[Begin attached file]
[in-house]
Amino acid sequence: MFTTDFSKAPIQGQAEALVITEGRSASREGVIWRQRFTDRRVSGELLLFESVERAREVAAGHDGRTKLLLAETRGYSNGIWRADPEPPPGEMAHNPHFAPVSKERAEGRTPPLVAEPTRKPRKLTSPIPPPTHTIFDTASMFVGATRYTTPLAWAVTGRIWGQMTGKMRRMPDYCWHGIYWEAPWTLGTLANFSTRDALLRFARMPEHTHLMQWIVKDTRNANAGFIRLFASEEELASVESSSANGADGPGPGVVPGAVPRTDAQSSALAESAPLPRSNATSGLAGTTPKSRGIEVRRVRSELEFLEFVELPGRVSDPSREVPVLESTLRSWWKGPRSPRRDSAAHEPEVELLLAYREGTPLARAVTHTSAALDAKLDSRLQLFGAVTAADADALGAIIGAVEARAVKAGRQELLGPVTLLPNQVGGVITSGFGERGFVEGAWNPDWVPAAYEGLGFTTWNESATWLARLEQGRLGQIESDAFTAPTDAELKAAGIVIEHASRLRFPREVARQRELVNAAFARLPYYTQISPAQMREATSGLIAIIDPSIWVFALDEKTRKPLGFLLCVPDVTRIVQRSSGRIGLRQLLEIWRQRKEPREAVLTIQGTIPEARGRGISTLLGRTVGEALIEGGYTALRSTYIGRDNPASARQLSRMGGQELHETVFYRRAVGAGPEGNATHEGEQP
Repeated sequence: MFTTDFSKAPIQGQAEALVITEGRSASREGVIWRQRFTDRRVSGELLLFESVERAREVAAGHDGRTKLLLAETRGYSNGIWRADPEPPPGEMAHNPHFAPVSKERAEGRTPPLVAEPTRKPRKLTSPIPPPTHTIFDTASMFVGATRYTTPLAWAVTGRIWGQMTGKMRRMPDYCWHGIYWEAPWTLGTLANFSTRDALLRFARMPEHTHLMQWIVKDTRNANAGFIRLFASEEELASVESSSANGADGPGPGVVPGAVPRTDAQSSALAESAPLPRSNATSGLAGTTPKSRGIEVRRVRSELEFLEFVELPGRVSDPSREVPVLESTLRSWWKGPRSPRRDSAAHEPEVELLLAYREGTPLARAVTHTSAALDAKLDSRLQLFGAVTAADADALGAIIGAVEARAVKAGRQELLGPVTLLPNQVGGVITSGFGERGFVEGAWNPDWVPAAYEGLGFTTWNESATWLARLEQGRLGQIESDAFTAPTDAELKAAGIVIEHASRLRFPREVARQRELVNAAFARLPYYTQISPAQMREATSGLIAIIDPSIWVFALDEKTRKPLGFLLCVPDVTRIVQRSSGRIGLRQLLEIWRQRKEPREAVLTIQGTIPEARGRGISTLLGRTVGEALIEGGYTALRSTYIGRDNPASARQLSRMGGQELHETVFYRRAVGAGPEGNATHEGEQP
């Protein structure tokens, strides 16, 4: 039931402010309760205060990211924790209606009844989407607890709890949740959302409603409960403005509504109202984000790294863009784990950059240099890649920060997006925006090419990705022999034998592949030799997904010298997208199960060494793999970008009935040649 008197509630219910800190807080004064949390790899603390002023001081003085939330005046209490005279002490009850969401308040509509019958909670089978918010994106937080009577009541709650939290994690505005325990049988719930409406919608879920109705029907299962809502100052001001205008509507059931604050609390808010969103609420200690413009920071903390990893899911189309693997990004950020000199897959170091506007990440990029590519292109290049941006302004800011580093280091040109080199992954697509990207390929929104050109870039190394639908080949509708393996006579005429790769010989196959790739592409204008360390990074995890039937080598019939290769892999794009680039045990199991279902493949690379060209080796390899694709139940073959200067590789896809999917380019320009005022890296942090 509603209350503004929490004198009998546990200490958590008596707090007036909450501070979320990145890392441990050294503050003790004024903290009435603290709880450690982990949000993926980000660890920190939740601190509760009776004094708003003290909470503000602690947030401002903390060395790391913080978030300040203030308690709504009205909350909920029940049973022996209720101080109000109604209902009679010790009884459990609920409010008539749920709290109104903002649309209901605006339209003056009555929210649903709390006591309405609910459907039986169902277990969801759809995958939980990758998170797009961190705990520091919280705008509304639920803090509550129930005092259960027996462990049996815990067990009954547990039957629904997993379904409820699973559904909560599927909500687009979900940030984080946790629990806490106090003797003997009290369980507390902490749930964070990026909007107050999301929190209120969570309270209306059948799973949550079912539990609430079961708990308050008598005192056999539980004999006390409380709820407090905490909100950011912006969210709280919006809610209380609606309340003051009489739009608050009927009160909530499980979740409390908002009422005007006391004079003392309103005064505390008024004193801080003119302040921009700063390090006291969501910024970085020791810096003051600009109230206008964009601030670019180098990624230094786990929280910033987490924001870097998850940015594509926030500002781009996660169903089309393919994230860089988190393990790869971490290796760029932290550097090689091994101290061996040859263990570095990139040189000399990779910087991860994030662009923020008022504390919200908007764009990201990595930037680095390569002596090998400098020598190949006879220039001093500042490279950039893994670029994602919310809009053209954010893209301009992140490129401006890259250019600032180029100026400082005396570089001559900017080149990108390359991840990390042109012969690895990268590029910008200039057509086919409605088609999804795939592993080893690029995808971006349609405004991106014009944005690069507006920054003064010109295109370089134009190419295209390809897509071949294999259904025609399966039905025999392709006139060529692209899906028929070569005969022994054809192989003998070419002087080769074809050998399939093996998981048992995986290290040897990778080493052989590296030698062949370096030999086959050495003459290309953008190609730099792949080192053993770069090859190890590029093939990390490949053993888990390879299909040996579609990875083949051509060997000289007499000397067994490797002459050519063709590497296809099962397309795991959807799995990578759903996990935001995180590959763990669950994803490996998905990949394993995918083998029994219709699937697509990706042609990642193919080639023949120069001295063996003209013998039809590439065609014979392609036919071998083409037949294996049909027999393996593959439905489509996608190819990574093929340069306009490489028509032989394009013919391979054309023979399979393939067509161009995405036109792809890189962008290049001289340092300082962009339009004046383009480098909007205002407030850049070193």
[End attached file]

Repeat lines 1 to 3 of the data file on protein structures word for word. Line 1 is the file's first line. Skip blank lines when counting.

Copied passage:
[in-house]
Amino acid sequence: MFTTDFSKAPIQGQAEALVITEGRSASREGVIWRQRFTDRRVSGELLLFESVERAREVAAGHDGRTKLLLAETRGYSNGIWRADPEPPPGEMAHNPHFAPVSKERAEGRTPPLVAEPTRKPRKLTSPIPPPTHTIFDTASMFVGATRYTTPLAWAVTGRIWGQMTGKMRRMPDYCWHGIYWEAPWTLGTLANFSTRDALLRFARMPEHTHLMQWIVKDTRNANAGFIRLFASEEELASVESSSANGADGPGPGVVPGAVPRTDAQSSALAESAPLPRSNATSGLAGTTPKSRGIEVRRVRSELEFLEFVELPGRVSDPSREVPVLESTLRSWWKGPRSPRRDSAAHEPEVELLLAYREGTPLARAVTHTSAALDAKLDSRLQLFGAVTAADADALGAIIGAVEARAVKAGRQELLGPVTLLPNQVGGVITSGFGERGFVEGAWNPDWVPAAYEGLGFTTWNESATWLARLEQGRLGQIESDAFTAPTDAELKAAGIVIEHASRLRFPREVARQRELVNAAFARLPYYTQISPAQMREATSGLIAIIDPSIWVFALDEKTRKPLGFLLCVPDVTRIVQRSSGRIGLRQLLEIWRQRKEPREAVLTIQGTIPEARGRGISTLLGRTVGEALIEGGYTALRSTYIGRDNPASARQLSRMGGQELHETVFYRRAVGAGPEGNATHEGEQP
Repeated sequence: MFTTDFSKAPIQGQAEALVITEGRSASREGVIWRQRFTDRRVSGELLLFESVERAREVAAGHDGRTKLLLAETRGYSNGIWRADPEPPPGEMAHNPHFAPVSKERAEGRTPPLVAEPTRKPRKLTSPIPPPTHTIFDTASMFVGATRYTTPLAWAVTGRIWGQMTGKMRRMPDYCWHGIYWEAPWTLGTLANFSTRDALLRFARMPEHTHLMQWIVKDTRNANAGFIRLFASEEELASVESSSANGADGPGPGVVPGAVPRTDAQSSALAESAPLPRSNATSGLAGTTPKSRGIEVRRVRSELEFLEFVELPGRVSDPSREVPVLESTLRSWWKGPRSPRRDSAAHEPEVELLLAYREGTPLARAVTHTSAALDAKLDSRLQLFGAVTAADADALGAIIGAVEARAVKAGRQELLGPVTLLPNQVGGVITSGFGERGFVEGAWNPDWVPAAYEGLGFTTWNESATWLARLEQGRLGQIESDAFTAPTDAELKAAGIVIEHASRLRFPREVARQRELVNAAFARLPYYTQISPAQMREATSGLIAIIDPSIWVFALDEKTRKPLGFLLCVPDVTRIVQRSSGRIGLRQLLEIWRQRKEPREAVLTIQGTIPEARGRGISTLLGRTVGEALIEGGYTALRSTYIGRDNPASARQLSRMGGQELHETVFYRRAVGAGPEGNATHEGEQP